What Kobe Bryant Wishes He Could Have Tweeted During LA Lakers' 1st-Round Exit

Ehran KhanContributor IIIMay 18, 2013

What Kobe Bryant Wishes He Could Have Tweeted During LA Lakers' 1st-Round Exit

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    Sidelined with a torn Achilles and unable to travel with the team, Kobe Bryant took to Twitter to share his thoughts on Game 1 of  the first-round matchup between his Los Angeles Lakers and the San Antonio Spurs.

    Bryant's insights delighted the Twitterverse, and ABC's broadcast often displayed and discussed his tweets at length. 

    Lakers coach Mike D'Antoni was even asked about Bryant's online commentary after the game. That's when Bryant decided to hold his tongue (and his thumbs) until the series came to its final, grisly conclusion.

    To tweet or not to tweet.. I CHOOSE not 2. Focus should be on the team not my insight. @georgelopez voice "Can't DO nothin!"#vinospeare

    — Kobe Bryant (@kobebryant) April 22, 2013

     

    What if he never muzzled himself though, and kept delivering candid nuggets throughout the series? 

    Here are five tweets Bryant wished he could have sent out.

On Dwight Howard Getting Ejected in Game 4

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    "Come on Dwight...at least Drew went down swingin! #quittersneverwin #dowereallywanttoresignthisguy?"

    This, of course, is in reference to Andrew Bynum getting tossed in Game 4 of the 2011 conference semis (in which the Lakers were swept by the Dallas Mavericks) for cutting J.J. Barea down in mid-air with a cruel elbow to the ribs.

    Dwight Howard's ejection was much less violent, but the reaction afterwards from his own supporters was worse. 

    Many fans and even media members condemned Howard for abandoning his teammates in an elimination game when they were already extremely short-handed.

On Mike D'Antoni and the Anemic Lakers Offense

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    "What was wrong with the Princeton offense again?? #whoops #wewantphil"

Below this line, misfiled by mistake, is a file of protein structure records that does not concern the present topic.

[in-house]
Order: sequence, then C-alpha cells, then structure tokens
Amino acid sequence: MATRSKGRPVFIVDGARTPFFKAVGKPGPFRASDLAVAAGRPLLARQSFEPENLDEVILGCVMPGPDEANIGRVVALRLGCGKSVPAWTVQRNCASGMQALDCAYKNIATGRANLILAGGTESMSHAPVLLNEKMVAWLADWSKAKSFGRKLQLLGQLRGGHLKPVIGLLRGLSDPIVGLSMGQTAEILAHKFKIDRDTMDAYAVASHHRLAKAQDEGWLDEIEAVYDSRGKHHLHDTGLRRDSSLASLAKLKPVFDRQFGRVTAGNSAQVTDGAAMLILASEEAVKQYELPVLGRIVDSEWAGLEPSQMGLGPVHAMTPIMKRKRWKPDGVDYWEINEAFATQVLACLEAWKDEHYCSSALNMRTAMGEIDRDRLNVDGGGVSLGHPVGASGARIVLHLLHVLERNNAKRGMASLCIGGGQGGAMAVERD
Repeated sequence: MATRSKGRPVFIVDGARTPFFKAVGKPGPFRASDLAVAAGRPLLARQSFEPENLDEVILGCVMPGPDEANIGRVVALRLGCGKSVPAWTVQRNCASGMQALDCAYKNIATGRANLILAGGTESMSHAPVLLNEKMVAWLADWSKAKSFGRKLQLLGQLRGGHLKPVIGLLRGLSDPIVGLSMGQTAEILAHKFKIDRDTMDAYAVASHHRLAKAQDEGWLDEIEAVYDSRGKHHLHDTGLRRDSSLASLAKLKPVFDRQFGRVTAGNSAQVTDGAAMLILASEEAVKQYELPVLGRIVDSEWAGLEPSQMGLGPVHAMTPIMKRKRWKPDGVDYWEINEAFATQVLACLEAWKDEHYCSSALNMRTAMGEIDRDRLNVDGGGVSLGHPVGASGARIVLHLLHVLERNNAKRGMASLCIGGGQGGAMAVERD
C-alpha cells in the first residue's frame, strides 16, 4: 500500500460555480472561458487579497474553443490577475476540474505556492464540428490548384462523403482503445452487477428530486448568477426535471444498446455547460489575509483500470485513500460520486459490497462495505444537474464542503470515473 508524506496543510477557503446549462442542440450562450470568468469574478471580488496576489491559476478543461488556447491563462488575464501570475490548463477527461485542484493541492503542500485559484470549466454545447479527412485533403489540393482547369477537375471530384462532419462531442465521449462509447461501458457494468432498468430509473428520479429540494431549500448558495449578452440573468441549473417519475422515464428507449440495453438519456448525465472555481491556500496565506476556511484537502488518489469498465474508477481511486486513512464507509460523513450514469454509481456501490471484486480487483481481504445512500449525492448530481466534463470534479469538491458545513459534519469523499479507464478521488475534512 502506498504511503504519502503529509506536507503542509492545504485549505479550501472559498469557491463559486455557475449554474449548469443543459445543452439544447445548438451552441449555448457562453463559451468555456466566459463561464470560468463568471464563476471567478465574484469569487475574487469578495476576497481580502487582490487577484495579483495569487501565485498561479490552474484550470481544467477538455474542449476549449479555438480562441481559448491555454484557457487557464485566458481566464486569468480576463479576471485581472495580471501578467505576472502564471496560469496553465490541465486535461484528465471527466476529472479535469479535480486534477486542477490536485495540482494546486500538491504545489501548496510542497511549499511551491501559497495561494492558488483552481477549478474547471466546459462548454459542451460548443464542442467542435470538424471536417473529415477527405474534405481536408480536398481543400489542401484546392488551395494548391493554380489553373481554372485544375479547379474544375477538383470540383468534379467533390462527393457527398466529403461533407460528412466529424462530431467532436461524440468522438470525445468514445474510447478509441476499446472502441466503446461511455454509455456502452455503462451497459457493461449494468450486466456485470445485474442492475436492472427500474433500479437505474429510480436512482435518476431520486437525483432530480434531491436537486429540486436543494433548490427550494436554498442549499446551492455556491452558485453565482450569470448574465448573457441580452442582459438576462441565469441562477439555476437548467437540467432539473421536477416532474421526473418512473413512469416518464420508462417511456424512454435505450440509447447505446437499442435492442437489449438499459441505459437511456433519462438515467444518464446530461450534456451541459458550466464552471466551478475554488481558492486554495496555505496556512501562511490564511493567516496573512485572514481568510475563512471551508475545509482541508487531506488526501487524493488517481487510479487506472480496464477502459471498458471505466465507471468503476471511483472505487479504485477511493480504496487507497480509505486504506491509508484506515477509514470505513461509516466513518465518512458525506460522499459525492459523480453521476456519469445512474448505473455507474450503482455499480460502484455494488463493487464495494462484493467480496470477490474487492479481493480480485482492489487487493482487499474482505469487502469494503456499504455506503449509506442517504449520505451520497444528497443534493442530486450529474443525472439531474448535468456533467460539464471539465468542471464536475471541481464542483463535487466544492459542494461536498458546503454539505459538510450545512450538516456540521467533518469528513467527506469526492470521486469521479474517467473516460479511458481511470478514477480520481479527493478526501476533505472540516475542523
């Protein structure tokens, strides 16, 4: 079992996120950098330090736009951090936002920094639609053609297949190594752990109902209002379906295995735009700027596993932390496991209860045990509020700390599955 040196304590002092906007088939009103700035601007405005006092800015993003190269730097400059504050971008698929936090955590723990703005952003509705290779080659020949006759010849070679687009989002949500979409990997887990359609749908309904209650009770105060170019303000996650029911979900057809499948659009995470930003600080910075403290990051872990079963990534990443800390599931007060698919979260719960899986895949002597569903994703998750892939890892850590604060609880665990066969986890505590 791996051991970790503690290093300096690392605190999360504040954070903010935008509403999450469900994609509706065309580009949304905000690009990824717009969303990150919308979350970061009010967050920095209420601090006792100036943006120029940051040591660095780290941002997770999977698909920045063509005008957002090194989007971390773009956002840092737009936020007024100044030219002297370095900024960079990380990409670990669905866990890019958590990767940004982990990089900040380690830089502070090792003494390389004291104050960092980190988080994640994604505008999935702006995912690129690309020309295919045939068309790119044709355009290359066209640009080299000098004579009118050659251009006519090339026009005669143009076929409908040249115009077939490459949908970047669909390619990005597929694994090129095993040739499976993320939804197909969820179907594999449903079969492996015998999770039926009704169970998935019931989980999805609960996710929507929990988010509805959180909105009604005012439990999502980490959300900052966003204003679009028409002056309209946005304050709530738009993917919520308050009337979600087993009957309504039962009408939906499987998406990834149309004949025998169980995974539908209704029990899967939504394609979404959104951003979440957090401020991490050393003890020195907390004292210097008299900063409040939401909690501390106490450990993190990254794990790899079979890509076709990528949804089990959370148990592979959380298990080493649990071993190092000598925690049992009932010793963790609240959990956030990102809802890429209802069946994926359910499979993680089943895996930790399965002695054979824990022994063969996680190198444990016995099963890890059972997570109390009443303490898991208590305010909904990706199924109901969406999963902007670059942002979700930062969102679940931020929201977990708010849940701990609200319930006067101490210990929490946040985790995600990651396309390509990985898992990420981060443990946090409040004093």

Watching the Lakers labor on offense possession after possession was excruciating enough for fans. It had to be unbearable for the greatest offensive force of his generation.

    In four games against the Spurs, L.A. managed to crack 90 points just once and lost by an average of nearly 19 points per contest.

    Mike D'Antoni was supposed to be an offensive guru who would get the most out of his four soon-to-be Hall-of-Fame-bound stars. Instead, Pau Gasol and Dwight Howard never figured out how to co-exist in the frontcourt, and Bryant and Nash kept swapping the role of facilitator between them.

    The end result was fans calling for D'Antoni's head and "We Want Phil!" chants reverberating throughout Staples Center.

On the Lakers' Injury Woes

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    "Love my man Gary Vitti, but we shoulda traded for the Suns training staff too when we got Steve #ithurtsjusttowatch"

    Ah, the magic Phoenix Suns training staff: How much money are those guys really worth? And what's their secret?

    During the 13 seasons that Steve Nash and Grant Hill combined to play in the desert—both in the latter stages of their careers—they only missed 69 out of their team's 1,034 games.

    Those two missed 85 total games in just one season for their new organization (#wow).

    Injuries derailed any hope the Lakers had of making a run at a 17th championship. They can only hope that fate is kinder to them next year.

On the Lakers' Game 4 Starting Lineup

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    "No lie, I think I could go for 81 tonight against our boys, even on crutches. Yeesh! #realtalk"

    No Kobe Bryant. No Steve Nash. No Metta World Peace. No Steve Blake. No Jodie Meeks.

    The Lakers went into an elimination game without their top five wing players.

    Even Kobe's mother might have been able to put 20 on the board if Chris Duhon was guarding her for the 43 minutes(!) he was on the court—you know, assuming she didn't try to sell her jersey at halftime. Too soon?

On the Bitter End

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    "Hats off to the Spurs. They're a great team. #heartofachampion At least it's still Sunday though. Mad Men and Game of Thrones baby! #TeamStark #dondraperismyhero"

    Lakers fans were probably thinking the same thing that afternoon, ready to drown their sorrow in must-see TV. 

    Coming back to L.A. down 2-0, you'd think that the Lakers would come out swinging in Game 3. Nope, they got embarrassed by 31.

    Down 3-0 heading into a potential close-out Game 4, you'd figure they'd give it everything they had to make the Spurs earn it. Not so much, as the Spurs cruised to a 21-point victory.

    It was a disappointing end to a disappointing season. The Stark words are "Winter is Coming." For the Lakers, it's already here. Bundle up, boys, we'll see you in the spring of a new NBA season.